On the front of the bench catch tray, I've marked out some measurements for cutting ye olde wire to length.
Sunday, August 8, 2010
The modification for the next few days will be a removable wirework/beading board to fit into the bench catch tray. It will fit down into the catch tray, clearing the pull-out shelf rail. Two slots on either side of the board will hold sections from and old aluminum muffin tin that I've cut apart. Those will hold the beads for any project I will be working on. In the center, a frame for the bead mat. The whole thing will be a little rough, but it will work.
The new bench pin is great. Now, all that's needed for sawing is some provision for the block of beeswax, and a place for a brush to clear away the accumulating debris from sawing. Got to see the line!
Did some work on a mount for the little one inch jaw vise. I also will need to make a mount for the larger Panavise. Both mounts will need to be compatible with one another to avoid drilling unnecessary holes. Got to get more T-Nuts! Whee, the excitement goes on! Someday, yes, I will try to post some pics.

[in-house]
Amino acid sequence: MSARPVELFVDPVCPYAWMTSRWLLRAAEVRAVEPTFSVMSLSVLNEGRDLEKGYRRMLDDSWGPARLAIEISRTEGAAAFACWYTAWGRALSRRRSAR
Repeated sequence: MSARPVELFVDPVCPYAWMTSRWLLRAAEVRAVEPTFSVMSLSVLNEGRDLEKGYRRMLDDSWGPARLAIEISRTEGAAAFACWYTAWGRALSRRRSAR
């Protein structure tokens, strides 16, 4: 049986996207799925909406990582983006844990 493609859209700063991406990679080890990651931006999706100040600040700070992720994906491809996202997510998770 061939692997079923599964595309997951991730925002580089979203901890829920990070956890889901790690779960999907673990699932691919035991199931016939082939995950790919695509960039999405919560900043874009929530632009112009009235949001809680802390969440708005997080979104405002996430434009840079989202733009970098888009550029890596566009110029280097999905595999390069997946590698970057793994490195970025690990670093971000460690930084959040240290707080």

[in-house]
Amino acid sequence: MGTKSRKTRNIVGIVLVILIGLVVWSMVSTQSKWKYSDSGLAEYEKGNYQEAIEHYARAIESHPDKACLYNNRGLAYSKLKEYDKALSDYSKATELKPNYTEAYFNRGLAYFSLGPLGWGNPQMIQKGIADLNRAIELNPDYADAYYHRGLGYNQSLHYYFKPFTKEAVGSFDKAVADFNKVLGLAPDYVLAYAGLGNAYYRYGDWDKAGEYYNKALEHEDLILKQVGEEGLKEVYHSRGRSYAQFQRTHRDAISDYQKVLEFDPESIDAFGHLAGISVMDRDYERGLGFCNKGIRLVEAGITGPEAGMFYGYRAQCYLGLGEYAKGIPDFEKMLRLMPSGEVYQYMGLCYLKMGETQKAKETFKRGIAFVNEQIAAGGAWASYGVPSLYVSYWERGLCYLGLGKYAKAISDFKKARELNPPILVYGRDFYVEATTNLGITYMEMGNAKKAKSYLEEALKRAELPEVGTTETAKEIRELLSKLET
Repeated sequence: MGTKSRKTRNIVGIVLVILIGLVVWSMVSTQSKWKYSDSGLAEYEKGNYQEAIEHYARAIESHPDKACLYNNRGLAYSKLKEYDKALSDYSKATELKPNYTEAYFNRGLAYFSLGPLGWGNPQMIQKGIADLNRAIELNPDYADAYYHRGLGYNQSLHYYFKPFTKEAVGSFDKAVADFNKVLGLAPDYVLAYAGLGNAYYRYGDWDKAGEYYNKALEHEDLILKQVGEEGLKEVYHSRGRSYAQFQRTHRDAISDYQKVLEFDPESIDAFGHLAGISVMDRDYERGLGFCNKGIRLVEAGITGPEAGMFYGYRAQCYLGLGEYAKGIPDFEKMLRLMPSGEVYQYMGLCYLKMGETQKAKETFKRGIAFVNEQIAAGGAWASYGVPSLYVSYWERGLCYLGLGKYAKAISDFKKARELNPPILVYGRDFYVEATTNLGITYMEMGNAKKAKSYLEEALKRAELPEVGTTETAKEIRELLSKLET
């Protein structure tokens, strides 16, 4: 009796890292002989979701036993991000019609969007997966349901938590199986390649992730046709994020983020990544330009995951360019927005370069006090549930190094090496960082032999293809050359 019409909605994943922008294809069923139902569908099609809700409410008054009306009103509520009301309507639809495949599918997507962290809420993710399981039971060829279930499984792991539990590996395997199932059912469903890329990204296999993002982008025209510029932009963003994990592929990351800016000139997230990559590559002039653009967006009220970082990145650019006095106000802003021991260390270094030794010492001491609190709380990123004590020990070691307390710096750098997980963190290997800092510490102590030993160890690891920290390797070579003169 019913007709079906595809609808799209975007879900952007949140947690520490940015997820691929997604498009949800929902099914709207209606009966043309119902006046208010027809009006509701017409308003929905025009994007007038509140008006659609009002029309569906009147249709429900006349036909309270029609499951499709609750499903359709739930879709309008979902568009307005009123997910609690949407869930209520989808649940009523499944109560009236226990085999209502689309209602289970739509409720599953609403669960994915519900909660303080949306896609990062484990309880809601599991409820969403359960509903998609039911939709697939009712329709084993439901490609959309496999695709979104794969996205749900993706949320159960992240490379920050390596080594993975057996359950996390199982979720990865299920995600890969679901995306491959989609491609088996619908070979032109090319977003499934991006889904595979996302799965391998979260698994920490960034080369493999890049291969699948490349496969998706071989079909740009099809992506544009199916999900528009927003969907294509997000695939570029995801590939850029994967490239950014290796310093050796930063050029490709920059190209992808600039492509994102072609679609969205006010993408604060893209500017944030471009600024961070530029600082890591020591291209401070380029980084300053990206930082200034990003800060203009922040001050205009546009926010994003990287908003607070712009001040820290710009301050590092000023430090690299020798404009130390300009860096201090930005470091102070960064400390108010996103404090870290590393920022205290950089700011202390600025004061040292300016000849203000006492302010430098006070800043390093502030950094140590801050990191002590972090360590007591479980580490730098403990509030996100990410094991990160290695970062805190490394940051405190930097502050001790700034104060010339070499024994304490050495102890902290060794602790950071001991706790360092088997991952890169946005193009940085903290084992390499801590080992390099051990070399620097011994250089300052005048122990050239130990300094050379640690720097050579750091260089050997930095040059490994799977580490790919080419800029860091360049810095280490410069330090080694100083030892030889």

Wednesday, August 4, 2010
Here I go again, griping. I had an issue with the bench pin supplied with the bench, so after fighting the thing for months and trying out other substitutes, I finally broke down and bought a GRS mount and bench pin. Rock solid, a joy to work on. But, for the cost of it, you would think the company would at least run a sander along the edges, just to knock off any splinters left from sawing. Nope, I guess they could bear the expense. I barely avoided finger impalement by a rather large splinter. Other than that, a great bench pin. I didn't use the screws which came with the mounting plate. I installed T-Nuts in the bench top and attached it with 1/4" x 20 bolts. That way, if I need to remove the plate, I can do so easily. I never like to make anything too permanent.
In addition, since I created drilling debris which fell into the catch tray, I decided it was time to clean it out. Gee, what a mess that was! In a way, it was like a treasure hunt. "Oh, there's that bead I dropped six months ago! Wondered where that went to. And, here's a pair of tweezers way back here," and so on. Amazing what you can find ater a year's accumlation. I have now resolved to do better, keep things neater, cleaner. Wonder how long that will last? I have three empty Altoids tins, one labled for scrap silver, one for copper, and one for brass. Wire and metal clippings will go in these and not the catch tray. Yessir, the organization never stops!
Monday, August 2, 2010
Posting the plier rack photo on JewelryLessons.com generated more interest than I expected. Now, after giving the project a little more thought, I can see there is possibly room for improvement. For example: Changing just a bit the angle of the notch for the aluminum angle. I am not going to change what I have, but someone else might think it would be better.